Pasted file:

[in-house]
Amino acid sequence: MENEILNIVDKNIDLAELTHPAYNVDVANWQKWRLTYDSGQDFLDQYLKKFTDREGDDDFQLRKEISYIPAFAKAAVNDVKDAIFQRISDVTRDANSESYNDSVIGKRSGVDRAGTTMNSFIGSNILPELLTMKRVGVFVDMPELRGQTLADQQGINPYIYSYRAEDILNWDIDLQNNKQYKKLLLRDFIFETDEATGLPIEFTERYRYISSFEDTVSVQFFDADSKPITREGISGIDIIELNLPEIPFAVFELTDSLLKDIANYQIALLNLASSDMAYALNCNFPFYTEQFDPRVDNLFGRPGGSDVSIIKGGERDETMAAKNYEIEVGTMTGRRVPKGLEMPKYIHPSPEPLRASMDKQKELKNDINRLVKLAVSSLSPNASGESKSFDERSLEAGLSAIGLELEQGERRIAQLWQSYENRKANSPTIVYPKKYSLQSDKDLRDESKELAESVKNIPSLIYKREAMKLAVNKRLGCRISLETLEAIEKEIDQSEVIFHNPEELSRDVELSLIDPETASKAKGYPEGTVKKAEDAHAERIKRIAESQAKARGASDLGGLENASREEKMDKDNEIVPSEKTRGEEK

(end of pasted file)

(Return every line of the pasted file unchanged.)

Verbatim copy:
[in-house]
Amino acid sequence: MENEILNIVDKNIDLAELTHPAYNVDVANWQKWRLTYDSGQDFLDQYLKKFTDREGDDDFQLRKEISYIPAFAKAAVNDVKDAIFQRISDVTRDANSESYNDSVIGKRSGVDRAGTTMNSFIGSNILPELLTMKRVGVFVDMPELRGQTLADQQGINPYIYSYRAEDILNWDIDLQNNKQYKKLLLRDFIFETDEATGLPIEFTERYRYISSFEDTVSVQFFDADSKPITREGISGIDIIELNLPEIPFAVFELTDSLLKDIANYQIALLNLASSDMAYALNCNFPFYTEQFDPRVDNLFGRPGGSDVSIIKGGERDETMAAKNYEIEVGTMTGRRVPKGLEMPKYIHPSPEPLRASMDKQKELKNDINRLVKLAVSSLSPNASGESKSFDERSLEAGLSAIGLELEQGERRIAQLWQSYENRKANSPTIVYPKKYSLQSDKDLRDESKELAESVKNIPSLIYKREAMKLAVNKRLGCRISLETLEAIEKEIDQSEVIFHNPEELSRDVELSLIDPETASKAKGYPEGTVKKAEDAHAERIKRIAESQAKARGASDLGGLENASREEKMDKDNEIVPSEKTRGEEK